Climbing Mount Everest, a rock that soars five and a half miles off the ground, takes a considerable amount of money and time, along with guts of steel.
People who attempt to summit the mountain typically spend upwards of $25,000 on the experience, buying $850 oxygen tanks, securing $11,000 permits (when climbing from Nepal), and hiring local guides called sherpas to help them carry gear and lead the way. Then, hikers usually stay at Everest base camp for several weeks to acclimate to the thin air before they try to reach the 29,029-foot-high peak.
Lhakpa Sherpa knows what it’s like on top of Everest better than few others on the planet — she has reached the summit of the world’s tallest mountain more times than any other woman. In 2018, she trudged her way up, clients in tow, for the ninth time, breaking her previous record.
Sherpa told Business Insider that the day a group attempts to summit Everest is by far the most difficult section of the trek.
“We say [it’s] the dead zone,” she said, referring to the dangerous final 2,780-foot stretch of the climb. At that point, hikers are above 8,000 meters (26,250 feet) high.
What it’s like to summit Everest
The hard work begins after nightfall, around 10 p.m., when Sherpa and her clients begin climbing up that last stretch in the dark. Starting at night allows teams to reach the top by daybreak and see better when they climb back down.
The trek to the summit takes about seven hours. Sherpa said she doesn’t eat any food or drink any water during that section of the climb, even though she’s pulling her body over rocks and breathing in thinner and thinner air.
Here, people can suffer from an oxygen-starved delirium that some experts consider a form of high-altitude psychosis. Climbers have been known to do strange things like start shedding their clothes or talking to imaginary friends.
“Their life is in our hands and we must protect them from their own insanity,” Sherpa said.
All the while, climbers pass a morbid kind of mile marker: dead corpses of fallen hikers that littler the trail.
The frozen bodies of people who’ve fallen prey to the mountain’s death zone serve as a grim reminder that even with ample preparation, experienced guides, and expensive gear, Everest is deadly.
Sherpa, who’s been scaling the mountain regularly since 2000, said she saw seven bodies during the final stretch of her climb in 2018. One body was an especially eerie site.
“He looked alive, because the wind was blowing his hair,” Sherpa said. Upon closer inspection, she realized his face was frozen and disfigured.
Deaths on Everest
According to the Himalayan Database, which was last updated in 2018, there have been 295 recorded deaths on Everest. Add to that the 11 people who’ve reportedly died trying to scale the mountain this spring, and the count soars to 306 bodies. That’s a steep death rate for a mountain that only about 5,000 people have ever scaled.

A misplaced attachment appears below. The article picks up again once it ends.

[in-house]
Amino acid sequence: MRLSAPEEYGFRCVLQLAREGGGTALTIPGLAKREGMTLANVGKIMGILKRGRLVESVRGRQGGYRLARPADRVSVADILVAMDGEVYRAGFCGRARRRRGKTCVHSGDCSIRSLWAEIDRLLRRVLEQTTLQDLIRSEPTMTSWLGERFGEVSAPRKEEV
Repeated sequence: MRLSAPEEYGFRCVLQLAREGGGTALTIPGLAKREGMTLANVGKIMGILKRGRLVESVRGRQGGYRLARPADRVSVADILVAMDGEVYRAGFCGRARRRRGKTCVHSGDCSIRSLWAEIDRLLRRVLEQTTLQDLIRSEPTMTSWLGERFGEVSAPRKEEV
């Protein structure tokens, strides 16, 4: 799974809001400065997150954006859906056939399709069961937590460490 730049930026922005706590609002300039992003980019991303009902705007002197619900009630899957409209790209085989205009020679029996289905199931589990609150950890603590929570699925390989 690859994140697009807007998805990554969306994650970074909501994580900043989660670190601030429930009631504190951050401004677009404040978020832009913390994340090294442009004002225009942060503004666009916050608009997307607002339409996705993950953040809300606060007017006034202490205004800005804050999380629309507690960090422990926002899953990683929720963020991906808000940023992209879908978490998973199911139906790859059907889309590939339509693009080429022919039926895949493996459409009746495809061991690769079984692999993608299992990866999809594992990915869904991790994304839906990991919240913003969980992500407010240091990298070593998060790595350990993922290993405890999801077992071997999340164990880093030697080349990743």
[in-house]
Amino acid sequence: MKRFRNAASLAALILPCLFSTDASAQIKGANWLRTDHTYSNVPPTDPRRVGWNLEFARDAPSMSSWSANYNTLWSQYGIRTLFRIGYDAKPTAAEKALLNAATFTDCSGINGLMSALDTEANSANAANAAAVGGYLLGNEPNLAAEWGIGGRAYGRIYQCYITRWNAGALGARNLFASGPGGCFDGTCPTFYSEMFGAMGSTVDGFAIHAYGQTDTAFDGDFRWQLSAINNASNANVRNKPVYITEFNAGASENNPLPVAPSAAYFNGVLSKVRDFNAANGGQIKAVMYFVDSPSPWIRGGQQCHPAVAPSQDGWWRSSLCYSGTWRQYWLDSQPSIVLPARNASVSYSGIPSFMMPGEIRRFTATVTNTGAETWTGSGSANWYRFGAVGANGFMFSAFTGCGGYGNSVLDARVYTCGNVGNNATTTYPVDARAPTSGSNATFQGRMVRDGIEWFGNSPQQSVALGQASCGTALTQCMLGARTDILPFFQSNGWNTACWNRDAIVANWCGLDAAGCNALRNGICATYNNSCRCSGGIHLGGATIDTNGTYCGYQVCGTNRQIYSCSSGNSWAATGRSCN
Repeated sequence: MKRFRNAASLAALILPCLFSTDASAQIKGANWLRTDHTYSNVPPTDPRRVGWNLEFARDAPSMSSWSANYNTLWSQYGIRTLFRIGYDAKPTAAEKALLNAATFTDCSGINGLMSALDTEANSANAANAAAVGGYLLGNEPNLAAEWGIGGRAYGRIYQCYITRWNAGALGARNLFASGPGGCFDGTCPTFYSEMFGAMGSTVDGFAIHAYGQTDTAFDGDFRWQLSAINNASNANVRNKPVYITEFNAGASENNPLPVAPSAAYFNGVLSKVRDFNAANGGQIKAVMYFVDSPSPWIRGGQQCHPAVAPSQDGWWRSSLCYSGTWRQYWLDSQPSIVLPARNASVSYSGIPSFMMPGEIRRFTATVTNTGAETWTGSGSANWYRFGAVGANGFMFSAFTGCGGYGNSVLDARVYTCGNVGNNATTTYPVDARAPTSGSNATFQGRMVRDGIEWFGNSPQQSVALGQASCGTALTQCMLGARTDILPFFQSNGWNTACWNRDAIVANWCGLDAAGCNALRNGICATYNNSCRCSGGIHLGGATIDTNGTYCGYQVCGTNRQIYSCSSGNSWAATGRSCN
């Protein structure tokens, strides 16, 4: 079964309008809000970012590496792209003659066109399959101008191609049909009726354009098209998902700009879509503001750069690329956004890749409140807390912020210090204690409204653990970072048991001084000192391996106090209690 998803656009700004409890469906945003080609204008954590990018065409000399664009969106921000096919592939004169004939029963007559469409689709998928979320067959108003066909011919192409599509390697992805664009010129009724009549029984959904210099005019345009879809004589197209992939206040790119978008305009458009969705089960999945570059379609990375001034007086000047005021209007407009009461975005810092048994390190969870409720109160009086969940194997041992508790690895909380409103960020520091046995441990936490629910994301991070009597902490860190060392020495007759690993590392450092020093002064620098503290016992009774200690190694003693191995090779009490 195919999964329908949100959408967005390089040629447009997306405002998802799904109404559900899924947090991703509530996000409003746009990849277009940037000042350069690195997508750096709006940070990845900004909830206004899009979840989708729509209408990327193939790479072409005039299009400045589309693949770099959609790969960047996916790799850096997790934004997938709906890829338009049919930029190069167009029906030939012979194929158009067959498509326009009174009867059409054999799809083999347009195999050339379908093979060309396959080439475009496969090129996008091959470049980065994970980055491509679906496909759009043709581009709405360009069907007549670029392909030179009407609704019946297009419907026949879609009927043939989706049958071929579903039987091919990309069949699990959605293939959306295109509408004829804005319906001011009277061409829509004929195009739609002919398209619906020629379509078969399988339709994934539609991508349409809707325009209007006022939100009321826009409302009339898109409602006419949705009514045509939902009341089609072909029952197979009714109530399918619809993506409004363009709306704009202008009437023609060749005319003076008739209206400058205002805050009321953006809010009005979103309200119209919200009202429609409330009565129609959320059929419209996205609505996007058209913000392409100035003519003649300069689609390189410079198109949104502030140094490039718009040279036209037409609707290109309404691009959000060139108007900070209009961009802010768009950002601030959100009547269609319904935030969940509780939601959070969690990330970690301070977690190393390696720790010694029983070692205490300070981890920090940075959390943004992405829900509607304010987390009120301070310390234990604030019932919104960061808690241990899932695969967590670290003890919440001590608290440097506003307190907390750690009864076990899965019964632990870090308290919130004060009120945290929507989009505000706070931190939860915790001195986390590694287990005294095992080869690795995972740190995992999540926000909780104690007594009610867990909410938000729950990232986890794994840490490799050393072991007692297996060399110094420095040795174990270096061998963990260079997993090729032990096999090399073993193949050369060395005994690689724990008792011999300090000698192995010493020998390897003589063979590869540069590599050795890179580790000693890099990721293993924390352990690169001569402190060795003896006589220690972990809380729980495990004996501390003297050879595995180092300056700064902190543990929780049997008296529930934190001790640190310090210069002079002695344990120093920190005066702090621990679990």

Sherpa isn’t the only one who thinks about the bodies. For years, Everest climbers have spoken of a dead man they called “Green Boots” who lay in a cave roughly 1,130 feet from the top.
Many of these bodies have remained on Everest because hiking up to recover bodies at that altitude (or carrying people down) can also be a deadly chore. More than 200 permanently frozen corpses litter the mountain, according to one 2015 estimate from the BBC.
The most cited cause of death on Everest is avalanches. In 2014, one such event killed 16 sherpas, putting Everest climbing on hold for that season.
Other people have perished from the various health consequences of hiking at an altitude that’s usually reserved for airplanes. The air has so little oxygen that even with tanks, it can feel like “running on a treadmill and breathing through a straw,” American mountaineer and filmmaker David Breashears once said.
Climbers can experience violent, rib-cracking coughs and dangerous swelling in the brain and lungs.
A brief moment on top before climbing back down
Despite the challenges that a lack of oxygen poses, hikers must climb fairly quickly to reach the summit around 5 a.m., as the timeline requires.
Once at the top, Sherpa said, the feeling she gets is unmatched.
“I feel like a zombie who has stumbled into heaven. At the summit, I truly feel on top of the world,” she said. “A euphoria I cannot find anywhere else.”
Even though most climbers would like to linger at the top, Sherpa knows they can only spend 20 minutes there — time to snap a few photos — before heading back down out of the death zone.
The 2-mile trek back to the safety of base camp takes 12 hours. Sherpa’s teams usually reaches camp just as the sun sets, and she breathes easier than she has all day.
This post was originally published on August 2, 2018, and has been updated with new death tolls.